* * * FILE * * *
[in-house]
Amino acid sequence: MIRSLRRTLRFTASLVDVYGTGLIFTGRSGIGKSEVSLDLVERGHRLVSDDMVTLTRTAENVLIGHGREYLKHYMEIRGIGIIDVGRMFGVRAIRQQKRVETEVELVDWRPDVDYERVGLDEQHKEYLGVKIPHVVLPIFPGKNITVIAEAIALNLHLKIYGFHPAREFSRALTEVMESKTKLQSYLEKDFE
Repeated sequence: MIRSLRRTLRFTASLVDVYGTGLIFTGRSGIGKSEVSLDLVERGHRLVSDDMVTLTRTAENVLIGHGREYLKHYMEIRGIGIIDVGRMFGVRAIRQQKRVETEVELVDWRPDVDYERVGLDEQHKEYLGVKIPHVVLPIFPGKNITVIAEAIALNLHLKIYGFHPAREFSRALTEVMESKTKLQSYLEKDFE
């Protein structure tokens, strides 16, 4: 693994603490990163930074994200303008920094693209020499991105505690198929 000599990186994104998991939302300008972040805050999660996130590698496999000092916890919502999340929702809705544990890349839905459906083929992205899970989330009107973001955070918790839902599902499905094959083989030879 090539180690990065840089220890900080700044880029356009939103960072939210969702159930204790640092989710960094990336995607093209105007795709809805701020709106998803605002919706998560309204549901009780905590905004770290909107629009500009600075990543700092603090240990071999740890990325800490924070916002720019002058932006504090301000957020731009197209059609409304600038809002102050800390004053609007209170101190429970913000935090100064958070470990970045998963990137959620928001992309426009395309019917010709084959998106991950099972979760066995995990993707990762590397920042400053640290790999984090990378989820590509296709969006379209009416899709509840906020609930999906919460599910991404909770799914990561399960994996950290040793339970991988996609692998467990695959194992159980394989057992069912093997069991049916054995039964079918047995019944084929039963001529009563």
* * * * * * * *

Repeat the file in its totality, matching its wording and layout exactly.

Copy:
[in-house]
Amino acid sequence: MIRSLRRTLRFTASLVDVYGTGLIFTGRSGIGKSEVSLDLVERGHRLVSDDMVTLTRTAENVLIGHGREYLKHYMEIRGIGIIDVGRMFGVRAIRQQKRVETEVELVDWRPDVDYERVGLDEQHKEYLGVKIPHVVLPIFPGKNITVIAEAIALNLHLKIYGFHPAREFSRALTEVMESKTKLQSYLEKDFE
Repeated sequence: MIRSLRRTLRFTASLVDVYGTGLIFTGRSGIGKSEVSLDLVERGHRLVSDDMVTLTRTAENVLIGHGREYLKHYMEIRGIGIIDVGRMFGVRAIRQQKRVETEVELVDWRPDVDYERVGLDEQHKEYLGVKIPHVVLPIFPGKNITVIAEAIALNLHLKIYGFHPAREFSRALTEVMESKTKLQSYLEKDFE
């Protein structure tokens, strides 16, 4: 693994603490990163930074994200303008920094693209020499991105505690198929 000599990186994104998991939302300008972040805050999660996130590698496999000092916890919502999340929702809705544990890349839905459906083929992205899970989330009107973001955070918790839902599902499905094959083989030879 090539180690990065840089220890900080700044880029356009939103960072939210969702159930204790640092989710960094990336995607093209105007795709809805701020709106998803605002919706998560309204549901009780905590905004770290909107629009500009600075990543700092603090240990071999740890990325800490924070916002720019002058932006504090301000957020731009197209059609409304600038809002102050800390004053609007209170101190429970913000935090100064958070470990970045998963990137959620928001992309426009395309019917010709084959998106991950099972979760066995995990993707990762590397920042400053640290790999984090990378989820590509296709969006379209009416899709509840906020609930999906919460599910991404909770799914990561399960994996950290040793339970991988996609692998467990695959194992159980394989057992069912093997069991049916054995039964079918047995019944084929039963001529009563």